If you have ever been around young children, you know that they can have some BIG feelings for such little people! Understanding how to handle those feelings is not something that comes naturally — but it CAN be taught. I am teaming up with Generation Mindful this week to share some amazing ways to teach mindfulness and come up with some calming strategies that your child can use to help conquer some of those big feelings — and I have an awesome giveaway for my birthday at the end of this post! 😉
The ways little ones express their big feelings — meltdowns, not following directions, physical violence, nasty words, full-on tantrums — are often misunderstood by adults as misbehavior or something that needs to be punished. Children are sent to an isolated spot for a “time-out” when what their behavior is suggesting is rather the need for a better connection and way of verbalizing feelings so that they can be regulated appropriately.
Building social-emotional skills is a huge part of the Montessori idea of an education for the whole child. In a Montessori classroom, you might find a peace corner or thinking chair — a space that a child can go when her feelings are too big or she just needs to take a break. Generation Mindful has developed a comprehensive Time-In Toolkit to help parents provide that same kind of opportunity for teaching mindfulness and using calming strategies at home, and we’ve been testing it out for about a month now.
We first set up a Calming Corner in a relatively peaceful room in our house. I talked with the girls about setting up a space for them to go when they just need to get away from it all — what L describes as “when I need some lonely time.” [“Lonely” is not a negative word for her — she just means she needs some alone time.] I hung up some of the posters that came in our Time-In Toolkit — one that lists some ideas for calming strategies, and one that shows what different feelings might look like. We set up the corner with a soft rug [actually a bath mat!], a comfy pillow, a small stuffed animal, and a blanket crocheted with love by Gaga [Grandma]. Then we filled a bin with some things to use in the Calming Corner when the girls need some alone time or are trying to get a handle on their big feelings.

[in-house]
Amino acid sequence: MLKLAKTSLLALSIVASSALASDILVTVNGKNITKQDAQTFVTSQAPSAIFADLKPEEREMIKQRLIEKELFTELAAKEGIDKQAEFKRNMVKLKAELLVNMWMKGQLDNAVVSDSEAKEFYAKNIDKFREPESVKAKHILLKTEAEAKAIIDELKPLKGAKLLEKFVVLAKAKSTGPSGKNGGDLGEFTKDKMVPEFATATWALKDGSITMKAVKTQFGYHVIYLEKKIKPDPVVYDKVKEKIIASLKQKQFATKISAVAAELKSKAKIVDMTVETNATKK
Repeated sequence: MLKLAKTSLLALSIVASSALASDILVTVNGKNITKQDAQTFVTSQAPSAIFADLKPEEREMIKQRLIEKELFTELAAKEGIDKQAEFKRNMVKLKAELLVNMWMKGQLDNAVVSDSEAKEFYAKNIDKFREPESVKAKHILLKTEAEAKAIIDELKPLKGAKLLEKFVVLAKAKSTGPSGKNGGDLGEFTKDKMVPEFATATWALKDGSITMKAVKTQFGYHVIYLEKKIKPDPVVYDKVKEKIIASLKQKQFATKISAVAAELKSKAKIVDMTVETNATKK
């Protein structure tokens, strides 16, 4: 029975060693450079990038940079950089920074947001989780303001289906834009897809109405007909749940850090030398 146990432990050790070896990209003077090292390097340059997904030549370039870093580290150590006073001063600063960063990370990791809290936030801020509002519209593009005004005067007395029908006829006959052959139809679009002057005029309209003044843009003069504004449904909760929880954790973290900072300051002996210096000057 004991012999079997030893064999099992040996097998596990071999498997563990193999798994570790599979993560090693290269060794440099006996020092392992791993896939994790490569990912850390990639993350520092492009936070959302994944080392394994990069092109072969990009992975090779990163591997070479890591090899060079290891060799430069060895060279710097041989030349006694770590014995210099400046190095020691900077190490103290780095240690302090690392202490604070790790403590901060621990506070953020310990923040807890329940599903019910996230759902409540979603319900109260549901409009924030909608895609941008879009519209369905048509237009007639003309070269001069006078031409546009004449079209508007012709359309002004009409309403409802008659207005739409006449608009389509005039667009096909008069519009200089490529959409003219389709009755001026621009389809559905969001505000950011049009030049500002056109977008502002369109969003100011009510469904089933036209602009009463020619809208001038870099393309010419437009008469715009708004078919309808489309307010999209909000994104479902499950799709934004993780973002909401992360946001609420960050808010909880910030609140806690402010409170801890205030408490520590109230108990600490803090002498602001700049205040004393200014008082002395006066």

Our bin contains:
- Books about feelings and mindfulness: In My Heart and I Am Peace are some of our favorites
- A stress ball for squeezing
- A sketchbook and colored pencils for drawing
- A mirror to see what their faces look like when they feel different feelings
- Two sand timers — not to time how long they must stay in the Calming Corner, but to watch the sand slowly trickle down from the top to the bottom.
- A lacing dinosaur
- A mermaid bracelet for stroking
Our bin is made up of items that the girls chose or that I know help them to calm down from my past observations — yours might have many of the same things, or it might be completely different based on your child’s interests.
Please note: this Calming Corner is NOT a time-out corner. I do not send the girls there when they are “misbehaving” or having a meltdown. I DO ask if they need to take a break in the Calming Corner when I notice that they can’t quite handle their big feelings, and they are free to say yes or no. Spoiler alert: they have never said no.
Another piece of the Time-In Toolkit is a set of PeaceMakers Cards. These can be used for talking about feelings and different ways to express them — which I love because it helps us to discuss big feelings BEFORE they happen as well as remember back to past big feelings and explore them together. L is about to turn 4 years old, and she is fully able to have these conversations with us. N can’t quite express it as much yet at just 2 years old, but boy, is she listening and learning!